Erich Ohser, the German Comics Creator Who Defied the Nazis

August 27, 2021

I’ve been flicking through Paul Gravett’s Comics Art (Newhaven: Yale University Press 2013), a history of comics and graphic novels. This views comics as a distinct art form, the way it can promote and challenge stereotypes and the status quo, and the new trends in comics storytelling as it expanded into the digital realm and the emergence of comics that have been specifically designed for museums and art installations. It’s a global history, which not only tells the story of American and European comics, but also covers Japanese comics and those created by members of minorities, such as women, gays and Black and Asian ethnic minorities. Many of the comics discussed are by people, who are unknown to contemporary audience. One of these was Erich Ohser, a Jewish comics creator in Germany, whose family-oriented strip was massively popular from the mid-1930s until the Nazis tried to co-opt it in the 1940s. Gravett writes

On a much more optimistic note, another much-loved German cartoonist in this genre was Erich Ohser who as ‘e.o. plauen’ began in 1934 drawing in crisp brushstrokes his endearing single page vignettes between a father and a son, based on his relationship with his own son. Their first compilation sold 90,000 copies. The Nazis tried to co-opt Ohser’s comics for propaganda purposes, though the Jewish artist refused to incorporate anti-Jewish messages. Arrested by the Gestapo on trumped-up defamation charges and facing deportation to a concentration camp, Ohser took his own life in 1944.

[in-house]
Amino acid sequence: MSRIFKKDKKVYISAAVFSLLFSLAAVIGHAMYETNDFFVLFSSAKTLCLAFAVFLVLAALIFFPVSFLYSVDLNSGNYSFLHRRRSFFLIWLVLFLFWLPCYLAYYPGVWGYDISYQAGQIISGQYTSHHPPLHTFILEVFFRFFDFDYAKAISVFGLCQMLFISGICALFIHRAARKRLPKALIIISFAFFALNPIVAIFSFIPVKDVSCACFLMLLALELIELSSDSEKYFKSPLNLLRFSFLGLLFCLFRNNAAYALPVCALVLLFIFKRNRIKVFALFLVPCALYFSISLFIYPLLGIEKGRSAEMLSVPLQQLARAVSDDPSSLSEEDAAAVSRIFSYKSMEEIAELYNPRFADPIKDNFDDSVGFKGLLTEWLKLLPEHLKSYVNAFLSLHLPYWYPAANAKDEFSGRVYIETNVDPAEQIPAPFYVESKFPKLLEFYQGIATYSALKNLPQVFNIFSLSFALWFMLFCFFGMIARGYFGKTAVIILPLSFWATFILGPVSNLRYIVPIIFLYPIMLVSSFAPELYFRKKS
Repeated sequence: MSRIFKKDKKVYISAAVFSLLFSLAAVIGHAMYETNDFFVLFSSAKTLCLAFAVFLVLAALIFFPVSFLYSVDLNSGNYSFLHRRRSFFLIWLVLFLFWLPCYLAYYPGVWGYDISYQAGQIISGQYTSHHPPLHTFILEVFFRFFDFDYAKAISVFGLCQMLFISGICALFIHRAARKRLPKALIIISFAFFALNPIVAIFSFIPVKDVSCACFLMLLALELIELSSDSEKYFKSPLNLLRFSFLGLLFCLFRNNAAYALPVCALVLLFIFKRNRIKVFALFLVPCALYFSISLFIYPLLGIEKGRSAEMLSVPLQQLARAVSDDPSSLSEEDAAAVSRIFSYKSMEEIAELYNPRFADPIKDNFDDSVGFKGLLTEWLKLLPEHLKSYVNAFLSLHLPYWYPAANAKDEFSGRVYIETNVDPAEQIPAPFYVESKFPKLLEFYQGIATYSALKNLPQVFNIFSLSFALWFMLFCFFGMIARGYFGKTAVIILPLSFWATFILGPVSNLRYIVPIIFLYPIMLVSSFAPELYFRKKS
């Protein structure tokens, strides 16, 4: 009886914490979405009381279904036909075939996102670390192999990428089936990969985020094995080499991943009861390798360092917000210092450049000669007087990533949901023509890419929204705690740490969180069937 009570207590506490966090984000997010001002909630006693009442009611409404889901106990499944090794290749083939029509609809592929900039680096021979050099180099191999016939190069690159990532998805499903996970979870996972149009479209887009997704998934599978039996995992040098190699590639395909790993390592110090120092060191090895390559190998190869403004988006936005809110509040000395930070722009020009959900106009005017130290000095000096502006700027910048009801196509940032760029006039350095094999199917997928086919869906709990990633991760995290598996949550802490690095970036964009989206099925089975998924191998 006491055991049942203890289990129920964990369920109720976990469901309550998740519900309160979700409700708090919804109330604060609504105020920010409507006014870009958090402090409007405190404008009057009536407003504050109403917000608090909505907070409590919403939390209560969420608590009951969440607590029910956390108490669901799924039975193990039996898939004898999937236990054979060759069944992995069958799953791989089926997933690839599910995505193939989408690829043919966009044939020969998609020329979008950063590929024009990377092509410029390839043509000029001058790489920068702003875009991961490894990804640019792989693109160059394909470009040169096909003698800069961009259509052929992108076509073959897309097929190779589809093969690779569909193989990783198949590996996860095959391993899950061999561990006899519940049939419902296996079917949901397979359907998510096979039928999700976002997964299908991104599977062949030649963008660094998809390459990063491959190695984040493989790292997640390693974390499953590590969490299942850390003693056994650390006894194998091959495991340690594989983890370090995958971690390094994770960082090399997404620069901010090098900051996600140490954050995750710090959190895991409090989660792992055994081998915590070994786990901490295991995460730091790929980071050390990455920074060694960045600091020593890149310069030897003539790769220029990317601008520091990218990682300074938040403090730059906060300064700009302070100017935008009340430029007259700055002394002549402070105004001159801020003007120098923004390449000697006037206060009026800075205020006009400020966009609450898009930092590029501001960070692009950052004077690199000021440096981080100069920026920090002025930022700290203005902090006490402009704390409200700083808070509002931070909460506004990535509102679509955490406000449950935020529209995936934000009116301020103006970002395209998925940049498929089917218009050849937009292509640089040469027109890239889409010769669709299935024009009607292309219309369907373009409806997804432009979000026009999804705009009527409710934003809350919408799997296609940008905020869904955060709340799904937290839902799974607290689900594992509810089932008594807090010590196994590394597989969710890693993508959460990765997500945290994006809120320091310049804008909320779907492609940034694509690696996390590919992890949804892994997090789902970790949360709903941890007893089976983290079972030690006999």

It says much about Ohser’s popularity that the Nazis wanted to co-opt him rather than simply close him down, as they did with other Jewish professionals and businesses. And I have nothing but admiration for him for refusing to collaborate with them to the point where his defiance led to his arrest and tragic end. Lesser men would have given in and gone along with the Nazis’ demands, as so many others did.

James Lindsay Versus the Postmodernists Who Think 2+2=4 Is Racist

July 10, 2021

No, I’m really not making this up. This is what some of the idiots who support Critical Race Theory actually believe. And it really does frighten me what will happen if this morons ever get the power they’re aiming for.

I came across the video from The Same Drugs in which host Meghan Murphy talks to James Lindsay. Murphy’s a feminist, who graduated in gender studies. She’s very definitely on the left and says that her views on welfare and the economy are socialist. However, she now describes herself as a liberal because of the immense importance of defending free speech and debate. Lindsay is also a man of the left. He’s a doctor of mathematics, although he says that he’s been away from the discipline for so long that he wouldn’t describe himself as a mathematician. He’s a member of the group with Peter Boghossian and Helen Pluckrose that attacks and refutes Critical Race Theory and the other forms of Postmodernism which reject rationality, evidence and reasoned debate because these are all supposed to be the oppressive values of White males.